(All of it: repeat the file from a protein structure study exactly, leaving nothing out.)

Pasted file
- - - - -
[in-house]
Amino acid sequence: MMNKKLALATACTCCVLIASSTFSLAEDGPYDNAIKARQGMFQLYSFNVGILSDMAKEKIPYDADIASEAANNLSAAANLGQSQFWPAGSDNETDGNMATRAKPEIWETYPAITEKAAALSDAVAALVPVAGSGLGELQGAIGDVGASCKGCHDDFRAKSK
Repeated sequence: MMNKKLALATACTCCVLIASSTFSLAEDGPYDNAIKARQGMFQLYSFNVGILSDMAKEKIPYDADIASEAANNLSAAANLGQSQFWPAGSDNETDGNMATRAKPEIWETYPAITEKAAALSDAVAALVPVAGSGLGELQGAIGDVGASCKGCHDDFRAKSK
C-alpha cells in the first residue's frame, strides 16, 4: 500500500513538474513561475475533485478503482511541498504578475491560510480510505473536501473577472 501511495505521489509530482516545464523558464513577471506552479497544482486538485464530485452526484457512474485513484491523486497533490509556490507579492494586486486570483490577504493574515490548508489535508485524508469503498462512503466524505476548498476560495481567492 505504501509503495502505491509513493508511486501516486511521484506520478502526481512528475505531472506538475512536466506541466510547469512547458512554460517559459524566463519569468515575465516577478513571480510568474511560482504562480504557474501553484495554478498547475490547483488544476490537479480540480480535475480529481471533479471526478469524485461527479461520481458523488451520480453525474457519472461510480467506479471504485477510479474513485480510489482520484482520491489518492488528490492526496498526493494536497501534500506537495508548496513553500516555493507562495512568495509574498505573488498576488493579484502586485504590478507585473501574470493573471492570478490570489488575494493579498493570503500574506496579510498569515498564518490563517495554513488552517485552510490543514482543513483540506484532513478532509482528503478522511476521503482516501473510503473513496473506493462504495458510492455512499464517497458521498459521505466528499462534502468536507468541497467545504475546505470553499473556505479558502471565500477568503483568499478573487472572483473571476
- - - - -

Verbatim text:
[in-house]
Amino acid sequence: MMNKKLALATACTCCVLIASSTFSLAEDGPYDNAIKARQGMFQLYSFNVGILSDMAKEKIPYDADIASEAANNLSAAANLGQSQFWPAGSDNETDGNMATRAKPEIWETYPAITEKAAALSDAVAALVPVAGSGLGELQGAIGDVGASCKGCHDDFRAKSK
Repeated sequence: MMNKKLALATACTCCVLIASSTFSLAEDGPYDNAIKARQGMFQLYSFNVGILSDMAKEKIPYDADIASEAANNLSAAANLGQSQFWPAGSDNETDGNMATRAKPEIWETYPAITEKAAALSDAVAALVPVAGSGLGELQGAIGDVGASCKGCHDDFRAKSK
C-alpha cells in the first residue's frame, strides 16, 4: 500500500513538474513561475475533485478503482511541498504578475491560510480510505473536501473577472 501511495505521489509530482516545464523558464513577471506552479497544482486538485464530485452526484457512474485513484491523486497533490509556490507579492494586486486570483490577504493574515490548508489535508485524508469503498462512503466524505476548498476560495481567492 505504501509503495502505491509513493508511486501516486511521484506520478502526481512528475505531472506538475512536466506541466510547469512547458512554460517559459524566463519569468515575465516577478513571480510568474511560482504562480504557474501553484495554478498547475490547483488544476490537479480540480480535475480529481471533479471526478469524485461527479461520481458523488451520480453525474457519472461510480467506479471504485477510479474513485480510489482520484482520491489518492488528490492526496498526493494536497501534500506537495508548496513553500516555493507562495512568495509574498505573488498576488493579484502586485504590478507585473501574470493573471492570478490570489488575494493579498493570503500574506496579510498569515498564518490563517495554513488552517485552510490543514482543513483540506484532513478532509482528503478522511476521503482516501473510503473513496473506493462504495458510492455512499464517497458521498459521505466528499462534502468536507468541497467545504475546505470553499473556505479558502471565500477568503483568499478573487472572483473571476